The Ontario Estates Act at s. 5 contains a clear prohibition: “Letters of Administration shall not be granted to a person not residing in Ontario”. However, like any legal question, this answer can be qualified. The non-resident Estate Trustee can either post a bond or have it waived or reduced in “special circumstances”. The court can also simply reject it outright. The Armstrong case in 2010 illustrates the “flexibility” in the general prohibition, and how a judge will take review all of the circumstances of the Estate to make his or decision. In Armstrong, the local Estates Registrar had refused the appointment due to the prohibition. On request of the Estate Trustee’s lawyer, the question was referred to a judge. Justice Brown allowed a New Brunswick resident to act as Estate Trustee with a Will.
Justice Brown explained “this is a family who has decided, for their own reasons, that Kenneth Greer is the appropriate person to administer the estate of the late William Armstrong and, with the bond, full protection for beneficiaries and creditors has been put in place. Taken together, these facts lead one to ask: why not issue a certificate to Mr. Kenneth Greer?”
It is of note that all beneficiaries consented to the appointment and to waiving the requirement for a bond to be posted (however, bond has already been posted). What would happen if there was a dissenting beneficiary?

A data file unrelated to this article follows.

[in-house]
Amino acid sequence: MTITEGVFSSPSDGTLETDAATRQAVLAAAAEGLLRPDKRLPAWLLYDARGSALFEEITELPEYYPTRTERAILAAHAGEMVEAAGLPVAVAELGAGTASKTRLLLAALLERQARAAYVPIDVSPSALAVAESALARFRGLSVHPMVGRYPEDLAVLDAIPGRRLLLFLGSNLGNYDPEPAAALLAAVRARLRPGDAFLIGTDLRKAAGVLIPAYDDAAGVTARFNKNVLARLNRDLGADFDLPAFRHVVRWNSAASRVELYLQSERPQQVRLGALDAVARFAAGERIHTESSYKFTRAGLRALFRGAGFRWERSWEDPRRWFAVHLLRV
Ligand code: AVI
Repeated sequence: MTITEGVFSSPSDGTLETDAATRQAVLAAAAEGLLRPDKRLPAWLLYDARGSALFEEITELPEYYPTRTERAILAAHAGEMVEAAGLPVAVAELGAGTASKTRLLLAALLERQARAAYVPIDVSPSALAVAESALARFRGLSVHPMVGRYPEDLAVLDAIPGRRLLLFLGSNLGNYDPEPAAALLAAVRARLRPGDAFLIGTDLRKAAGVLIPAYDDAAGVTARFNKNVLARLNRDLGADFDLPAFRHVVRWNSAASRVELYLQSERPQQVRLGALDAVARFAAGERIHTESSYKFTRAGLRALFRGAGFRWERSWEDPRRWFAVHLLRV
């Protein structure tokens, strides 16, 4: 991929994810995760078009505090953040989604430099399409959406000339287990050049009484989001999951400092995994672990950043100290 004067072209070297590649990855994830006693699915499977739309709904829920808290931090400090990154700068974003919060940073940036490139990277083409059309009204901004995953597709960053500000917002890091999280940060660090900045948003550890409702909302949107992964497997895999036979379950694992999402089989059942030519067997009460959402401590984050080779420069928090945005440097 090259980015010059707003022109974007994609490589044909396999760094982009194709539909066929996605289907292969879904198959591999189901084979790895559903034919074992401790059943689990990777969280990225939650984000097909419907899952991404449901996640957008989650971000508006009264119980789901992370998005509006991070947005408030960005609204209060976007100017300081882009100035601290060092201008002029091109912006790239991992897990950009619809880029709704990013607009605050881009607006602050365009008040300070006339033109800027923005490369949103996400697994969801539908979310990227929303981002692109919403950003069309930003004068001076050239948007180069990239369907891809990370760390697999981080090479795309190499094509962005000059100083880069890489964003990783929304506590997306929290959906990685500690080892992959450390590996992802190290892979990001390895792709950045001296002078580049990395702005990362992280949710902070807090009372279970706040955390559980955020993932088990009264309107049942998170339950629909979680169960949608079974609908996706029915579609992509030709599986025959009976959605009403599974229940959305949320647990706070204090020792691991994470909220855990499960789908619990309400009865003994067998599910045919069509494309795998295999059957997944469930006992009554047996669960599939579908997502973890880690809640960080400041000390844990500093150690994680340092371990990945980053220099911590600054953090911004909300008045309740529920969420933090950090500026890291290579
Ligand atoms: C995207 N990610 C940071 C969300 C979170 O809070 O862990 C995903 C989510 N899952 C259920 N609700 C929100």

Justice Brown also pointed to s. 6 which gives a judge the final discretion if “in the opinion of the judge such security should under special circumstances be dispensed with or be reduced in amount”. Sections 29(1) and (2) gives the court further deference by stating that a decision may be made “as in the discretion of the court seems best.” A judge looking at such a case will likely echo the sentiment of Justice Brown asking “Why not?”, if the circumstances warrant it.
In practical terms, you should always name a resident of Ontario as your Estate Trustee(s). Any non-resident will have to post a bond or file a motion to have the bond waived (and will have to seek approval from the court), which will leave the decision in the hands of a judge. The same applies if you don’t have a Will – it will be even more difficult for a non-resident to be appointed.
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